by Nowick Gray
Remember the "Golden Rule" of childhood?
"Do unto others as you would have them do unto you."
This rule is predicated not only on the noble virtues of charity and trust, but also on the central human reality of self-interest. It also accords with our practical observations of self-fulfilling prophecy. Such behavior tends to have the result of reciprocal good will, for mutual benefit.
Somehow in this "adult" world of 2003, the rule has been turned upside down:
"Do unto others the worst you can imagine they might do unto you."
At least, this is the currently proclaimed rule of US foreign policy. Beyond the acting out of a sort of "advance vengeance," the chief ingredient here is fear, to go along with a more paranoid version of self-interest. Unfortunately, self-fulfilling prophecy is still at work, too. Retaliation in kind (through violence and terror) is sure to pose an even greater, more justifiable threat to American self-interest once hostilities begin.
In this mirrored confrontation of perceived threats, Saddam Hussein has been painted as another Hitler. But when recalling the historic blitzkrieg, bombers over London and troops invading Poland--my dictionary says "a swift, sudden military offensive, usually by combined air and mobile land forces"--it's the American strike force that bears a closer resemblance (leaving aside the historical connection between Hitler and banker Prescott Bush, the President's grandfather).
Is the "axis of evil," in this unstable equation, really Iraq + Iran + North Korea? Or is it the US + Britain + Israel? Current opinion polled at Time Magazine online shows the US as the greatest threat to world peace (87%).
While Iraq makes nothing but conciliatory statements and gestures of cooperation with weapons inspectors, North Korea taunts the US with outright declarations of defiance, nuclear capability, and treaty abrogation. Bush's response? To continue to pledge diplomacy for North Korea and military action against Iraq. Huh?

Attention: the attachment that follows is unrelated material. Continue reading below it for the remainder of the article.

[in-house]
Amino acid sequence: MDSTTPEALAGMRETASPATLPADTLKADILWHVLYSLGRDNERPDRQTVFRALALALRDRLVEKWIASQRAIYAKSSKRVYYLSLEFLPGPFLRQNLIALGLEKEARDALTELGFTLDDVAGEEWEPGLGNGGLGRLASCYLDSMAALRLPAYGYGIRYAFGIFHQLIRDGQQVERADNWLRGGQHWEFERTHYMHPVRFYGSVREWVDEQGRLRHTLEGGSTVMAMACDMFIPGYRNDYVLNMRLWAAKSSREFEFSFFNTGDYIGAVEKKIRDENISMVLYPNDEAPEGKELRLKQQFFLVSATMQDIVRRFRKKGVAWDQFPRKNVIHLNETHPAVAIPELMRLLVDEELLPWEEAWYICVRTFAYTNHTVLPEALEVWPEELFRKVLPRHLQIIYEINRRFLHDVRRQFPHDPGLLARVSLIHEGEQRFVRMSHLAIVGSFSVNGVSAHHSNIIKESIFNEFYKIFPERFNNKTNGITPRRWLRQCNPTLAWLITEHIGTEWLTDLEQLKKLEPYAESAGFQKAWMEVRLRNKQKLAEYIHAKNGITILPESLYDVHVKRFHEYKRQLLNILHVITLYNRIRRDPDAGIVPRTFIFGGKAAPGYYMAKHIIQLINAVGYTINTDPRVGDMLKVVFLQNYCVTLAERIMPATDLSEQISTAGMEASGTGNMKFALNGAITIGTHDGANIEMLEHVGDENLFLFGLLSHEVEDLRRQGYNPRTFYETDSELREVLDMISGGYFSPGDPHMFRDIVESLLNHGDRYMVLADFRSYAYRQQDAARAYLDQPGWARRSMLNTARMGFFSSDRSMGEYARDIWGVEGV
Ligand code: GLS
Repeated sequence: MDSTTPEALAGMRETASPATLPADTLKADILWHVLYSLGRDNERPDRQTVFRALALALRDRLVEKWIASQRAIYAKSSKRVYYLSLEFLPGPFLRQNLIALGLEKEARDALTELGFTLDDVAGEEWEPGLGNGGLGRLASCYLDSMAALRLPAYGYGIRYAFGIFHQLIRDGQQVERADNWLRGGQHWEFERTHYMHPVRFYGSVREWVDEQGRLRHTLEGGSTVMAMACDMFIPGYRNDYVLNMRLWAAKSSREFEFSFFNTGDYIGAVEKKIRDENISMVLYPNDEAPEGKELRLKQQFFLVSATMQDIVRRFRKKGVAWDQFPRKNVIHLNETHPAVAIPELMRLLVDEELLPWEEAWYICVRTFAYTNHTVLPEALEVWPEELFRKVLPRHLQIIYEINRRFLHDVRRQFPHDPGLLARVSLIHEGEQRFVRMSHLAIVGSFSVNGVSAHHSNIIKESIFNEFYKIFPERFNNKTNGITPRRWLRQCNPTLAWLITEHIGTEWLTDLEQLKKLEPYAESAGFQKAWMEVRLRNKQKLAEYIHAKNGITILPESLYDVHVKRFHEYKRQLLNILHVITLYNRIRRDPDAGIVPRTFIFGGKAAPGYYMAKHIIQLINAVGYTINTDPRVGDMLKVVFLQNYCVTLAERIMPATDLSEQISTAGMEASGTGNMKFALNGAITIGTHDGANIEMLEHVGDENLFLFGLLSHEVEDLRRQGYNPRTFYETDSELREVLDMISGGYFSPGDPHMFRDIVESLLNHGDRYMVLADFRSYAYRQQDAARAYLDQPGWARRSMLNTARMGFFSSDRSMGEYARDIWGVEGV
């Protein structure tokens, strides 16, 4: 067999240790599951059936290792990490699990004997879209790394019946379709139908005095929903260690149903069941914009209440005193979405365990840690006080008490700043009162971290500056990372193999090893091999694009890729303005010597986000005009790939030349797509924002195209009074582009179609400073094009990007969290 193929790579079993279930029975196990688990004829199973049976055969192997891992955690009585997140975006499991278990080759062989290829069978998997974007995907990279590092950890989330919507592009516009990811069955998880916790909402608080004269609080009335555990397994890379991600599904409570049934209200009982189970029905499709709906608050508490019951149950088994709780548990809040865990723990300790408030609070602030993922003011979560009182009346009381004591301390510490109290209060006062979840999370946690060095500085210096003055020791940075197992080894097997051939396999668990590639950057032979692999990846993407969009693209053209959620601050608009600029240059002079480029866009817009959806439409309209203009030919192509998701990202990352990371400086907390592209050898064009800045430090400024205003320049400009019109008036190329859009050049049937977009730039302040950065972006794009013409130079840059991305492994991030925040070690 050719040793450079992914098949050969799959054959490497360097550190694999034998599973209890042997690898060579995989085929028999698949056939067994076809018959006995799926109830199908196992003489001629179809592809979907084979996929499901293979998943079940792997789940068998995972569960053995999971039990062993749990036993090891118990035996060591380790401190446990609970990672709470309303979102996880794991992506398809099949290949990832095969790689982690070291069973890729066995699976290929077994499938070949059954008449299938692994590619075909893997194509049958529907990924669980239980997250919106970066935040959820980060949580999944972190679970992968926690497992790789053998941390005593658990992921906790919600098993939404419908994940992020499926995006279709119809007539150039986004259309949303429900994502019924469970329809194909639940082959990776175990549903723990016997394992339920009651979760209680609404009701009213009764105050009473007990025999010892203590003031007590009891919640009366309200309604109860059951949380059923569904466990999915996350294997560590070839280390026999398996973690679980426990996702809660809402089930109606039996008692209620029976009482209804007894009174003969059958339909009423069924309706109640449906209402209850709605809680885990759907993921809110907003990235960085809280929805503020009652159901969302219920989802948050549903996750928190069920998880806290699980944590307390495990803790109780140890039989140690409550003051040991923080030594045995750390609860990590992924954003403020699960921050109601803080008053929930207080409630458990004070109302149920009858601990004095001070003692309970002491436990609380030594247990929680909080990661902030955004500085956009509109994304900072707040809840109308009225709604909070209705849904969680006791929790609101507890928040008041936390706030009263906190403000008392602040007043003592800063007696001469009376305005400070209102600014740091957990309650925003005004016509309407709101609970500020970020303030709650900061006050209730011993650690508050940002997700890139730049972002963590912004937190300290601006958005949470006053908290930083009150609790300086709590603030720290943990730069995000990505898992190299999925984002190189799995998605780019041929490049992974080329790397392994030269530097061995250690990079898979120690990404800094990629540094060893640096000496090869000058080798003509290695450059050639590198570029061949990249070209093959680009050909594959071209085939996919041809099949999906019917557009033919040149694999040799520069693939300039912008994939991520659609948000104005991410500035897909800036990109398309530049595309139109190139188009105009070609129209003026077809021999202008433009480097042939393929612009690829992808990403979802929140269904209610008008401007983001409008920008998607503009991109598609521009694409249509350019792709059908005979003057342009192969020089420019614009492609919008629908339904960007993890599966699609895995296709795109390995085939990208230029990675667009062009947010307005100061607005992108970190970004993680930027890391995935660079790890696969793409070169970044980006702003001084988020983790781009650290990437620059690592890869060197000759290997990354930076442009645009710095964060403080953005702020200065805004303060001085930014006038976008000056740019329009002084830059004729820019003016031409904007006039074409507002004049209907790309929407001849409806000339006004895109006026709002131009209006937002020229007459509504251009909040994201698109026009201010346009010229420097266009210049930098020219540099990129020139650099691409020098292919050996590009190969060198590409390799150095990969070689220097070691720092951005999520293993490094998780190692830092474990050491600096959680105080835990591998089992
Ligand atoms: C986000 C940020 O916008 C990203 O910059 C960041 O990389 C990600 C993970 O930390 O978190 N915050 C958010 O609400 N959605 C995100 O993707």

Something else must be going on here, besides fear and "homeland security." Is it trying to live up to daddy? Or is it something that Iraq has that North Korea doesn't--namely, oil--"black gold"?
To a nation raised on the Golden Rule in church and school, it's easier to sell a war on the basis of fear than on greed. It's convenient to turn that rule upside down from a position of fear and paranoid self-interest, even if the result is short-sighted. It's not so palatable to tell the world (or one's own population), "We're gonna take what we want, and to hell with the rest of you."
Fear and self-interest, in the twenty-first century, are still unquestioned. But greed, plunder, and aggression...that's a different barrel of oil.
If "weapons of mass destruction" are used to invade another country and steal its oil, that's not okay. But if the same weapons are used to invade another country and steal its oil because that country might have stored in secret somewhere the capability to someday manufacture and use weapons of mass destruction, then it's okay. Or so I hear...
I guess we're off the Gold Standard now, and hooked on Standard Oil. Pretty soon we'll dispense altogether with the smoke and mirrors and declare more honestly the operative creed:
"Do unto others whatever you must, if they have what you must have, to make them give it unto you."
The challenge remains, how to deal with people who hold to such policy, even if they are our own leaders? I don't know, but I guess that is has something to do with offering them (and ourselves) something more valuable than oil or gold. What could it be?
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